Cyclists are one revolution closer to safely bridging the gap between Macksville and Nambucca.
Work began on the more than $2 million Watt Creek Cycleway in January this year.
And despite the drought breaking - somewhat inconveniently - mid-way through the construction, the two end sections of pathway are now pretty much complete.
Project engineer Stephen Fowler said the end sections were the most challenging parts of the project, from a construction point of view.
The kilometre of path from Florence Wilmont Drive to Lumsden Lane required the installation of about 100m of retaining wall and a new bridge spanning Watt Creek.
While the North Macksville section from Champions Lane to Nursery Rd will include a pedestrian refuge to ensure safe crossing of Giinagay Way.
Stephen Fowler said Transport For NSW had been very cooperative in ensuring that section was completed on time, by rescheduling their resealing roadwork there to incorporate the new line markings for the crossing.
The middle sections (2A and 2B) might be more straight forward to construct, but there have been significant delays to the planning and design.
Historical issues over property boundaries came to light when the NBN was being laid.
Most of the properties along that section of state-owned road pre-date the sealed road. Natural shifts in the river bank likely caused the dirt road to migrate, sometimes onto the farmland it traversed.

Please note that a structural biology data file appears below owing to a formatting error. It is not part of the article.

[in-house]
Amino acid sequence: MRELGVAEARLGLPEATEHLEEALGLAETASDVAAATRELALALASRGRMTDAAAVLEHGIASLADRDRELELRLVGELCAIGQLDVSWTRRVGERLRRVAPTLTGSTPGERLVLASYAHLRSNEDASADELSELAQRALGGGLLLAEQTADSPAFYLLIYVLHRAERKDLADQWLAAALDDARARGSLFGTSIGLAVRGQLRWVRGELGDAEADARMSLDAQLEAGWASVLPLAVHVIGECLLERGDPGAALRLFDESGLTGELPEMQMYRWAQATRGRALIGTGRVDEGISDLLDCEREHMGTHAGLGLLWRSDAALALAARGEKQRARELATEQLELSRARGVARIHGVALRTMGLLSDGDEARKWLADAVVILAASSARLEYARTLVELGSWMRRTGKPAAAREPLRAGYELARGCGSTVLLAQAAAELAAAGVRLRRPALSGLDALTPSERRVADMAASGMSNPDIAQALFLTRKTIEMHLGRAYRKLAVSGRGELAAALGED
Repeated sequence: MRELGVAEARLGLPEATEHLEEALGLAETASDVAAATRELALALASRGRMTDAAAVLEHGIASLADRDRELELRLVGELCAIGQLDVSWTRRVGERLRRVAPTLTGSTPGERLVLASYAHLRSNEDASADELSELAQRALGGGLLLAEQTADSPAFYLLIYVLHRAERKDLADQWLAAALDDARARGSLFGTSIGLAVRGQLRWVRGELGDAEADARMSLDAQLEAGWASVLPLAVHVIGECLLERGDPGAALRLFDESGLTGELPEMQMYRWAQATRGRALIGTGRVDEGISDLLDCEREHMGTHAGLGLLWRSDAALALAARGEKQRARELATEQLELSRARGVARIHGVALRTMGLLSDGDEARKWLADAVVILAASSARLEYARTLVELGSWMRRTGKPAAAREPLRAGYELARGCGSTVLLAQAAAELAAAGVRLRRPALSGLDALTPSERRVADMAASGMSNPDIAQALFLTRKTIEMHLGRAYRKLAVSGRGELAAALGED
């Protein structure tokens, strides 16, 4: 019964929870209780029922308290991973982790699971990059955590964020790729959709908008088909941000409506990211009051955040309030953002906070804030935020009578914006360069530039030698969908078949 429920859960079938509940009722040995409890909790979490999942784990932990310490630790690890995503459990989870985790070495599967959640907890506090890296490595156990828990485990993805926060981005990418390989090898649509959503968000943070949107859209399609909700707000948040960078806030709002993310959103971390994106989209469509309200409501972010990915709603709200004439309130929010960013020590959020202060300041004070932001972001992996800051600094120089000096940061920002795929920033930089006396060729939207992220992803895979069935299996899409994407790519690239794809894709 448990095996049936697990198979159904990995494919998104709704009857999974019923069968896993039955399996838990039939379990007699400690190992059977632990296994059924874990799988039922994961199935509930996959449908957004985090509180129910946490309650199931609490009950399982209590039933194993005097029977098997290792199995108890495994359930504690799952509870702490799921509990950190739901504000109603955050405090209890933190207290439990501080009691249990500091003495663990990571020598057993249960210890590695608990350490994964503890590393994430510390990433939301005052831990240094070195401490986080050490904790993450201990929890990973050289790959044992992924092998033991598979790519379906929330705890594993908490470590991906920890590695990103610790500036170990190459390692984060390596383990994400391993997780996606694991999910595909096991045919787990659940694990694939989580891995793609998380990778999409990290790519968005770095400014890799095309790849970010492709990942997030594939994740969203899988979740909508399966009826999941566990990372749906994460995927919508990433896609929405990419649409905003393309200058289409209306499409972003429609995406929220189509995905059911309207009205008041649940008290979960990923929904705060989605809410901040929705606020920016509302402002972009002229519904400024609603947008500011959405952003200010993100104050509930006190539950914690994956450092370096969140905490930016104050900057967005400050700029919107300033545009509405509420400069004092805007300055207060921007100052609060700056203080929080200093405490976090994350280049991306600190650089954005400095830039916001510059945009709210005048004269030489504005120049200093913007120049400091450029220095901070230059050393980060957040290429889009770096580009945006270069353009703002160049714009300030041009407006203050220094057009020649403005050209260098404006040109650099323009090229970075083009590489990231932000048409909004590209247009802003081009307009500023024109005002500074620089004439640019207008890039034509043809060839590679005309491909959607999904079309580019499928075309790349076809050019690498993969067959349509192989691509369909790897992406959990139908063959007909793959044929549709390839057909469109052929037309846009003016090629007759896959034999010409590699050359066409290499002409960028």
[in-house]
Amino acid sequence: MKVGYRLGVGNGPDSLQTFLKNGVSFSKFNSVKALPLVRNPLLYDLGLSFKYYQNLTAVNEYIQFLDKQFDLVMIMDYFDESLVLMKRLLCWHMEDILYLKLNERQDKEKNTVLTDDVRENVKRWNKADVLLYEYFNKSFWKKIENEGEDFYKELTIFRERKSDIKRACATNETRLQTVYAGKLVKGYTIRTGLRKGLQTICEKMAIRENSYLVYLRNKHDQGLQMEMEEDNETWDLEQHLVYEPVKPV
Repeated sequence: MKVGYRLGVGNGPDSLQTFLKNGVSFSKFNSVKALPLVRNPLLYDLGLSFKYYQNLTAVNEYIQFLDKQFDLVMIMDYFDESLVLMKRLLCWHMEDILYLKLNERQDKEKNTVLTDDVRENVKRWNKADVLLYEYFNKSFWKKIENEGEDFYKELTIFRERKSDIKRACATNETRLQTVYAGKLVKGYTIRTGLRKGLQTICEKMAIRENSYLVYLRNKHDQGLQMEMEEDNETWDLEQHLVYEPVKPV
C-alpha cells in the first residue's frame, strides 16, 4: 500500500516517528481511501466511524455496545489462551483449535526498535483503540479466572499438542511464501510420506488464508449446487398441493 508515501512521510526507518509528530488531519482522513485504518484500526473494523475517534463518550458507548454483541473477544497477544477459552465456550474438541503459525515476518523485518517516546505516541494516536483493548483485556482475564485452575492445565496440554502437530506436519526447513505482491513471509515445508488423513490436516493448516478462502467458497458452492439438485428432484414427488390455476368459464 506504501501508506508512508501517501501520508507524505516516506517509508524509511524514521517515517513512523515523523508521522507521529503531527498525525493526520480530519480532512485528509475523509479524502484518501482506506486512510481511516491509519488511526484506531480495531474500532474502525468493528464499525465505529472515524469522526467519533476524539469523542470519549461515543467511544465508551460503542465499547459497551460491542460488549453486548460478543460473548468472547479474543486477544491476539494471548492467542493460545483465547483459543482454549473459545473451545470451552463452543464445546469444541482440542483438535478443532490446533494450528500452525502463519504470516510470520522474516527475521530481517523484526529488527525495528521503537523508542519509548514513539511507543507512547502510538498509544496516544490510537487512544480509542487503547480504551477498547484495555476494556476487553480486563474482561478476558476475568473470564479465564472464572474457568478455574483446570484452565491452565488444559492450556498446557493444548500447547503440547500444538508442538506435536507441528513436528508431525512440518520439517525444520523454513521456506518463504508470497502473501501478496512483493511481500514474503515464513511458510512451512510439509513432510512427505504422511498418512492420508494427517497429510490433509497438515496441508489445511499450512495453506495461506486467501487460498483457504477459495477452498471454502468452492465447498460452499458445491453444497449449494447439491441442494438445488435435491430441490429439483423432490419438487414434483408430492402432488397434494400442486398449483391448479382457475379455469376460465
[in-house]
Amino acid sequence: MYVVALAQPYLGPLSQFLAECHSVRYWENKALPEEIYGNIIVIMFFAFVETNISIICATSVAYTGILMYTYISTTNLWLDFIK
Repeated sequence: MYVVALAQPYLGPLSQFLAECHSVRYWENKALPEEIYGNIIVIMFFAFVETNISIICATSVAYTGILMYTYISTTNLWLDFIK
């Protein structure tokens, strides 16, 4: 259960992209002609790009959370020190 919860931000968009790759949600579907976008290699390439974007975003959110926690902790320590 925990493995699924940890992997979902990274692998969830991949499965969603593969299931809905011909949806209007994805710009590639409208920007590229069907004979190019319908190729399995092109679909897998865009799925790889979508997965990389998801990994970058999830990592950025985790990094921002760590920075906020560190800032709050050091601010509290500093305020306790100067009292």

As a result, there were instances where property boundaries finished either in the middle or on the shoulder of the highway.
The good news, however, is that most of that has now been sorted.
And on Monday work will begin again, after Burnett Civil recently won the tender for 2A - a 1.7km section of pathway from Champions Lane.
There are still a few kinks to iron out in the final 1100m of path (section 2B).
But Mr Fowler said he's hopeful work will begin on that expanse in a couple of months, and possibly run concurrently with the neighbouring section.
He's hesitant to place an end date on the finished cycleway.
"Obviously that depends on who wins the final tender. The best price doesn't always come with the quickest timeframe. And we're just concentrating on getting the best value for council," he said.
But at this stage, there is a loose deadline in place of the end of January ... if all goes well.
The good news for motorists, however, is that the middle sections of path won't require the same level of traffic control, with most of the work able to take place inside of the existing fencelines.
It's been two and a half years since funding was first announced for the project, and Mr Fowler is excited that the end in almost in sight.
"It's been a long time coming, and I'll be happy to see it all completed," he said.
But he's lifted by the interest the completed sections are already attracting.
"A lot of people are already trying it out, which shows the demand for the path is there."